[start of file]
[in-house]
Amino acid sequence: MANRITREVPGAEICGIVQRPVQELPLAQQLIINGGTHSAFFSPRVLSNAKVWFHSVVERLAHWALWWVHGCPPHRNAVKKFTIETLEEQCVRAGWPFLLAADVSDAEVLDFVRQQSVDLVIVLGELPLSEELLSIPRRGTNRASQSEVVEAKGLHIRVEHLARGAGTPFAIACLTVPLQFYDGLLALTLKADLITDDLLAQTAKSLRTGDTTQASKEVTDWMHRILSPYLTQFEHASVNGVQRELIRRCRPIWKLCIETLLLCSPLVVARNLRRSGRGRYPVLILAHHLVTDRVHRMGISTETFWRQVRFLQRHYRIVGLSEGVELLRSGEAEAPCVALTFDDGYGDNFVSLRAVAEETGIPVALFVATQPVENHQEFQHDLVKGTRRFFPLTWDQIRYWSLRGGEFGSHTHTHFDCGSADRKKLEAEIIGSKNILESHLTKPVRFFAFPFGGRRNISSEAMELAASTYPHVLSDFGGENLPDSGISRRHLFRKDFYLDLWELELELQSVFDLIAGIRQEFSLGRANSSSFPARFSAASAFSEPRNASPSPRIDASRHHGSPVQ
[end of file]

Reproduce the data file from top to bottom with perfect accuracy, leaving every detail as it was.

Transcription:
[in-house]
Amino acid sequence: MANRITREVPGAEICGIVQRPVQELPLAQQLIINGGTHSAFFSPRVLSNAKVWFHSVVERLAHWALWWVHGCPPHRNAVKKFTIETLEEQCVRAGWPFLLAADVSDAEVLDFVRQQSVDLVIVLGELPLSEELLSIPRRGTNRASQSEVVEAKGLHIRVEHLARGAGTPFAIACLTVPLQFYDGLLALTLKADLITDDLLAQTAKSLRTGDTTQASKEVTDWMHRILSPYLTQFEHASVNGVQRELIRRCRPIWKLCIETLLLCSPLVVARNLRRSGRGRYPVLILAHHLVTDRVHRMGISTETFWRQVRFLQRHYRIVGLSEGVELLRSGEAEAPCVALTFDDGYGDNFVSLRAVAEETGIPVALFVATQPVENHQEFQHDLVKGTRRFFPLTWDQIRYWSLRGGEFGSHTHTHFDCGSADRKKLEAEIIGSKNILESHLTKPVRFFAFPFGGRRNISSEAMELAASTYPHVLSDFGGENLPDSGISRRHLFRKDFYLDLWELELELQSVFDLIAGIRQEFSLGRANSSSFPARFSAASAFSEPRNASPSPRIDASRHHGSPVQ